- EPC data and GS1 standards
- Managing limited RFID tag User memory
- Choosing the correct RFID tag
- Reading only the “right” tags
- Printing RFID tags
RFID solutions applied effectively in manufacturing and warehousing deliver some of the following benefits:
- Provides more efficient product tracking throughout the manufacturing plant and distribution warehouse facility to enable vital product information and quality data stored on each individual part produced.
- Provides real-time visibility of all material on the production floor to help drive lean manufacturing practices, reduce inventory levels, and improve operator efficiency.
- Allows for quicker material location, order processing, and significantly reduces headcount required in manual sorting of product for customer orders in the warehouse.
- Allows reading of multiple products in a single scan for faster and more accurate inventory audits.
- Provides easier reading of product without specific material positioning or line-of-sight requirements – both needed for barcode systems.
- Supports a manufacturer’s initiative in leveraging IoT (Internet of Things) and provides potential applications to customers in the future.
In a recent Polytron use case, the manufacturer implemented an RFID solution that provides more efficient tracking of product throughout manufacturing, distribution and end customer’s facility. Original product test and quality data can now be stored within the RFID tag of each product. This allows the manufacturer’s customers to compare current performance of the product with the manufacturer’s production performance metrics.
Polytron’s expertise with data management systems and solutions, brings together the disparate components of an RFID technology project to ensure the manufacturer’s production operation is receiving the product data needed – from supply chain to warehouse to end user.
You identify the right team members – We bring the Experts
During the 90-minute session, we will discuss your Smart Manufacturing journey and potential starting points based on our project delivery expertise.
Your Potential Smart Manufacturing Challenges
- Turn Manufacturing Data into Decision Points
- Upgrade Your Industrial Network for high-speed performance
- OEE and Downtime Tracking
Other Full Manufacturing Systems and Solutions:
- Operational Performance Improvements
- Packaging / Material Handling
- Automation and Controls
- End-of-Life Technology Upgrades
- Machine Safety Risk Assessment to Validation
- Manufacturing Intelligence / MES
- Process Systems Performance and Upgrades
- Connection to SAP (ERP)
- RFID solution for data and inventory tracking
Schedule a Session
Call Us Today at 1-678-221-7326 or Complete the sign-up form.
Who should attend: Manufacturing Management for Operations, Engineering, Maintenance, Quality Control, Production, Packaging, Workforce Development,etc.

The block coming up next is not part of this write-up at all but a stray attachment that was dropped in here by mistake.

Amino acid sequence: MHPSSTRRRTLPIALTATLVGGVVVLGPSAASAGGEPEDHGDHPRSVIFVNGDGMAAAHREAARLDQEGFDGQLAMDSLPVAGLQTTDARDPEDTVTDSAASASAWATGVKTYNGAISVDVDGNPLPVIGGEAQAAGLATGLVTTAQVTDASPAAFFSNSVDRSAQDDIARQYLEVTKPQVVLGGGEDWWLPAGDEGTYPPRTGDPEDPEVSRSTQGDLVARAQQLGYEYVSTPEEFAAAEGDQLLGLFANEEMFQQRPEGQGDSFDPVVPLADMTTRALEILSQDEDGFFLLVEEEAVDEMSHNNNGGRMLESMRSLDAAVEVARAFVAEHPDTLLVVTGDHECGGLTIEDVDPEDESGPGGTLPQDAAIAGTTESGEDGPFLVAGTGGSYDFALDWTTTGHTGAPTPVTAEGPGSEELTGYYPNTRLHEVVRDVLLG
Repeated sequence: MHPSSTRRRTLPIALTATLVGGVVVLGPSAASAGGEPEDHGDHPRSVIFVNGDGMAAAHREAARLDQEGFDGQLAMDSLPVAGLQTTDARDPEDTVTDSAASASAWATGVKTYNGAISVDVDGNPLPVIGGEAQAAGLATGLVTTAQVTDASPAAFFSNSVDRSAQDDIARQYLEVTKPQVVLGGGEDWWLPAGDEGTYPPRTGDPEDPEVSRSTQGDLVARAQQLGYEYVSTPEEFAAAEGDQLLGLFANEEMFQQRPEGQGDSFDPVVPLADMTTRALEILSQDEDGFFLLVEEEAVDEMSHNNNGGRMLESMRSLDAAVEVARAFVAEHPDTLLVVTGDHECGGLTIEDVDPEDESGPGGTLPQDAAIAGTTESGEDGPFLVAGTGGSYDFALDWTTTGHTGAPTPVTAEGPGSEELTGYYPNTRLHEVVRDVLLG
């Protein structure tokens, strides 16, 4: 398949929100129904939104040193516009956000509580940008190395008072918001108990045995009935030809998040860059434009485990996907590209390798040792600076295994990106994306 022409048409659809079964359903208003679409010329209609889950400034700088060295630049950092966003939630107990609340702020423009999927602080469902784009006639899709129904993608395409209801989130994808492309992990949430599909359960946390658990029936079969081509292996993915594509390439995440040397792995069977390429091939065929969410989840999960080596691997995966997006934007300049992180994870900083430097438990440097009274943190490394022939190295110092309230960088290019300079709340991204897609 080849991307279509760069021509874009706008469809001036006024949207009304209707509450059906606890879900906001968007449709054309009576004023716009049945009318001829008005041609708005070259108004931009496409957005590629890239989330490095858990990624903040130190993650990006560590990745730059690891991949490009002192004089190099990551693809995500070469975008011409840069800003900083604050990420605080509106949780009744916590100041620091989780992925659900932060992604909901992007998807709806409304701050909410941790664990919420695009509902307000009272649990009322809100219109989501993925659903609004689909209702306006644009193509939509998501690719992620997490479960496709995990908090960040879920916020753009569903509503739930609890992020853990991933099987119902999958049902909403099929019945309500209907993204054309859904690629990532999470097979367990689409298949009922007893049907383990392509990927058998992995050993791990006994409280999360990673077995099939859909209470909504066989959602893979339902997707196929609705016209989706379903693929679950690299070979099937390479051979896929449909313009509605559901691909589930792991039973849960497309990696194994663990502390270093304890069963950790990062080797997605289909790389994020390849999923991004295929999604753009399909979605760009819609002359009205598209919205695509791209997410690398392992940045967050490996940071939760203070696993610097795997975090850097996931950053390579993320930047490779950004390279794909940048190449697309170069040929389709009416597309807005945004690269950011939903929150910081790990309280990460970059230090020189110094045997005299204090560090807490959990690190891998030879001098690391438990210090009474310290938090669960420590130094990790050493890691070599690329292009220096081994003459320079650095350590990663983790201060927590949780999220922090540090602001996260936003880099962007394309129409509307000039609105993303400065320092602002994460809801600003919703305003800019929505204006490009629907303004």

Smart Manufacturing (Industry 4.0/Manufacturing 4.0) is the use of real-time data and technology when, where and in the forms that are needed by people and machines. Smart Manufacturing uses the Industrial Internet of Things (IIoT) and the Converged Plantwide Ethernet -CPwE) – the underlying architecture for control and information disciplines, devices and equipment – to deliver “fully-integrated, collaborative manufacturing systems that respond in real time to meet changing demands and conditions in the factory, in the supply network, and in customer needs.” It is an environment Connecting Process, People, and Performance.
Are you ready for Smart Manufacturing?
- Does end-of-life hardware and software run your plant floor decisions?
- Are you experiencing unscheduled downtime and productivity losses?
- Is your current network able to handle today’s new smart technology?
- Do you have a plan for effectively using a higher volume of production data?
- How do you plan to increase production under the state of your current operation?
- What is the “view” of your plant for future readiness?
Starting the Journey requires that manufacturers assess every aspect of the plant floor. This assessment includes the Industrial Network, equipment, processes and people. These key target areas at the start of the process will generate significant business benefit:
Assets: Reduction in Equipment maintenance / Increasing lifespan / Improving OEE
Sustainability: Improve quality / Improve capacity management / Reduce energy consumption
Employee Productivity: Training with collaborative solutions / Automate workforce management / Increase worker mobility
What issues are challenging your operational efficiency today?
- Lack of Real Time Visibility into your whole plant floor – unable to view equipment/process data without running a report post production.
- Manual Processes requiring high manpower and production interruption.
- Manual Integration of Data in production leaving room for human error and inconsistent product quality.
- Lack of Feedback from production line due to aging technology and Industrial Network.
- Too much data to process causing data overload and inability to leverage information for production improvement.
- Reactive maintenance based on poor equipment performance or breakdown due to lack of equipment data.
- Obsolete technology/software causing unscheduled downtime.
- Lack of Best Practices impeding Workforce efficiency and consistent product quality.
- Lack of formal training program to close Workforce skills gap.
Understanding the critical breakdowns in the whole operational process is a way to prioritize where to start. The inter-dependencies of the plant’s total operation allows you to Focus on High ROI and Start Small for Big Wins.
We have provided some guiding questions to use as you and your team conduct a review of the plant floor. Click to download Polytron’s Smart Manufacturing Maturity Checklist.